from The American Heritage® Dictionary of the English Language, 4th Edition
- n. See Table at currency.
- n. Variant of riyal.
from Wiktionary, Creative Commons Attribution/Share-Alike License
- n. The official currencies of Iran, Oman, Yemen, and Saudi Arabia,
- n. An old gold coin of England.
from the GNU version of the Collaborative International Dictionary of English
- n. A Spanish coin. See real.
- adj. Royal.
- n. A gold coin formerly current in England, of the value of ten shillings sterling in the reign of Henry VI., and of fifteen shillings in the reign of Elizabeth.
from The Century Dictionary and Cyclopedia
- Same as real.
- n. Same as real.
- n. See ryal.
from WordNet 3.0 Copyright 2006 by Princeton University. All rights reserved.
- n. the basic unit of money in Yemen; equal to 100 fils
- n. the basic unit of money in Iran
- n. the basic unit of money in Oman
The rial, which is normally closely pegged to the dollar, has lost about 15 percent of its value against the U.S. currency since Sunday.
When there are two little dots over one of the letters, they are both to be sounded, as in the word Aërial, which is pronounced a-e-ri-al.
Iran's currency, the rial, fell 10% to a record low on Monday, while gold prices rose.
On Monday, it reached a low of nearly 21,000 rial to the dollar.
Iran's currency, the rial, has lost over 70% of its value against the dollar since September, they said.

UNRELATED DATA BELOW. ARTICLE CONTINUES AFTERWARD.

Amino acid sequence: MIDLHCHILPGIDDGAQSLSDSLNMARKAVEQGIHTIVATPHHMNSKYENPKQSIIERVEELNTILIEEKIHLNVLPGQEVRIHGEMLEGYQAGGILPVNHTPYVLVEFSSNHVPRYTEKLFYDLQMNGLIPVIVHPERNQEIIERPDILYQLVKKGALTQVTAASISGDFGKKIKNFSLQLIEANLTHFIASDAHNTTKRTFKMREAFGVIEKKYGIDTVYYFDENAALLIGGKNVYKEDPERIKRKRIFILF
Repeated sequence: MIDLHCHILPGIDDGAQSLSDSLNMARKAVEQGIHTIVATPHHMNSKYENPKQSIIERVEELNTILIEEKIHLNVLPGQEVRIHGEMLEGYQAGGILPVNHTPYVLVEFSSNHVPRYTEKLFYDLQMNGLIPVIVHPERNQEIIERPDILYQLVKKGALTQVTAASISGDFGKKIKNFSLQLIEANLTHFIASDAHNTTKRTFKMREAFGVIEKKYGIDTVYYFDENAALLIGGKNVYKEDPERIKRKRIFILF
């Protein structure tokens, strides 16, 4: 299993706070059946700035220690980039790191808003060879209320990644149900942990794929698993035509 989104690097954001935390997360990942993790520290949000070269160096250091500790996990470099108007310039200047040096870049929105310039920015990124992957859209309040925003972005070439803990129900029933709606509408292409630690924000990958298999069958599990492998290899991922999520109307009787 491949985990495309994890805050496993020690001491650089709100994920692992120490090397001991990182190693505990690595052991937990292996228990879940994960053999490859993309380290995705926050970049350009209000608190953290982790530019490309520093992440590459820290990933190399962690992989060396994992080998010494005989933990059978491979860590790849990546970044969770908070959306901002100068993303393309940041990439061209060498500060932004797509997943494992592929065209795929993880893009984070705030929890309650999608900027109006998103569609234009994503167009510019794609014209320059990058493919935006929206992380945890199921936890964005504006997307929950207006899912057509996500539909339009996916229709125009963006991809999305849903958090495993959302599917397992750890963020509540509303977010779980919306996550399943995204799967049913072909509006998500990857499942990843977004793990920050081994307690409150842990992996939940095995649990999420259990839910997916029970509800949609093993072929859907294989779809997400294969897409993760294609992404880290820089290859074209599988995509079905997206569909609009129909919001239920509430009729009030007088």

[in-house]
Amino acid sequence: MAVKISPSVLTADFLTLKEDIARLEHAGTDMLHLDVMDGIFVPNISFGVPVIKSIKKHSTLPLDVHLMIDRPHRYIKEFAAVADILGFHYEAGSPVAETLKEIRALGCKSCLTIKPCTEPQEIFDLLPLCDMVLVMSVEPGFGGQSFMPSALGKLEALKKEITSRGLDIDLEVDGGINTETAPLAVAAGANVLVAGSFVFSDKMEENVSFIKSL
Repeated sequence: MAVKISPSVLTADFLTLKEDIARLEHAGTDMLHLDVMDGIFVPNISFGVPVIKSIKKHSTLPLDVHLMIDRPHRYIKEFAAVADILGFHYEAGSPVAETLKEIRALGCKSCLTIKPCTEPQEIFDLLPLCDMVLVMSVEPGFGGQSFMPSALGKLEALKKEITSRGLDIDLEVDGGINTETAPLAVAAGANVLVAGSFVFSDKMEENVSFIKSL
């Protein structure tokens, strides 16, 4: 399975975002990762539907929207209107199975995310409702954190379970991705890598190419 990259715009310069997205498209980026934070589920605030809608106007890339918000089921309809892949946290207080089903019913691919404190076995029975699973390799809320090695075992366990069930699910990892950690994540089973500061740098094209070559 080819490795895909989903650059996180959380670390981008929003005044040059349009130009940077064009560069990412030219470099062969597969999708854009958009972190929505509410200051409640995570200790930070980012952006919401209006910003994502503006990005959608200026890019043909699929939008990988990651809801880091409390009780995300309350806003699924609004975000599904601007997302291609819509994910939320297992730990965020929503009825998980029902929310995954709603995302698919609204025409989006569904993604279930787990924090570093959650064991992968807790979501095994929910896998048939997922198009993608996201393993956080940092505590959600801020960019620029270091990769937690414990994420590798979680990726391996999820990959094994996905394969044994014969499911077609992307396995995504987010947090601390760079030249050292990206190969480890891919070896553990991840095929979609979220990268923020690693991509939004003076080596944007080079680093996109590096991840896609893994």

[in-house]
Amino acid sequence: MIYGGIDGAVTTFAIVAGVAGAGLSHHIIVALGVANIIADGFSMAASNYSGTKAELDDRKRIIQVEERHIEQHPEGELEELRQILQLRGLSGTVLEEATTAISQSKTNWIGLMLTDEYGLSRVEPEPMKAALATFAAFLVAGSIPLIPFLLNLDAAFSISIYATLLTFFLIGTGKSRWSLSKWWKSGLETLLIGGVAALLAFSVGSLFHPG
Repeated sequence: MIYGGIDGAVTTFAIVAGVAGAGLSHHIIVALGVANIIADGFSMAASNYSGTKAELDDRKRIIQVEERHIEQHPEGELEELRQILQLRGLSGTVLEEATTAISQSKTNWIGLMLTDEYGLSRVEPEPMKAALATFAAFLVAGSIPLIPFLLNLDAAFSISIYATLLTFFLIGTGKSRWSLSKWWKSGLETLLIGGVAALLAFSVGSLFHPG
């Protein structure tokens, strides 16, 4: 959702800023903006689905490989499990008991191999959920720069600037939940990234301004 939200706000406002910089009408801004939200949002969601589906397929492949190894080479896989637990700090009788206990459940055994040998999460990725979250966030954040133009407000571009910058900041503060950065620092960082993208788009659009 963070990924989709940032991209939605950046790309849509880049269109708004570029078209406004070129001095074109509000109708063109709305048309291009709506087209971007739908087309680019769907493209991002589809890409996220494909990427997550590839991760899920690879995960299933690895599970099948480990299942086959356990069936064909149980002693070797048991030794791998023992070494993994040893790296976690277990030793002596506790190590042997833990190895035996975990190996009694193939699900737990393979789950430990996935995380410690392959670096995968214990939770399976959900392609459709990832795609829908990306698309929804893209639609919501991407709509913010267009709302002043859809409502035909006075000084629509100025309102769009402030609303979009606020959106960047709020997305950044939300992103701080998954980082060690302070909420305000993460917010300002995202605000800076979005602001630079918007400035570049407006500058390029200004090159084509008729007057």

Since the rial started plummeting in December, Iranians say many people have rushed to turn their capital into dollars or gold.
Iranian authorities sent police into the streets of the capital Monday to crack down on informal currency trading and support the rial, signaling Iranians' heightened insecurity over their dwindling buying power and Tehran's increasingly hard-handed efforts to stave off economic panic.
While the rial has been falling for almost a year, the latest drop appeared to be triggered by a recent U.S. announcement that it would penalize companies that do business with Iran's Central Bank, and a proposed plan to ban Iranian oil purchases in the European Union later this year.
The rial was changing hands at 16,000 to 17,000 in recent days, down from 11,000 to 12,000 in December.
Iran's rial currency has declined 40% to 55% against the dollar on the black market since December.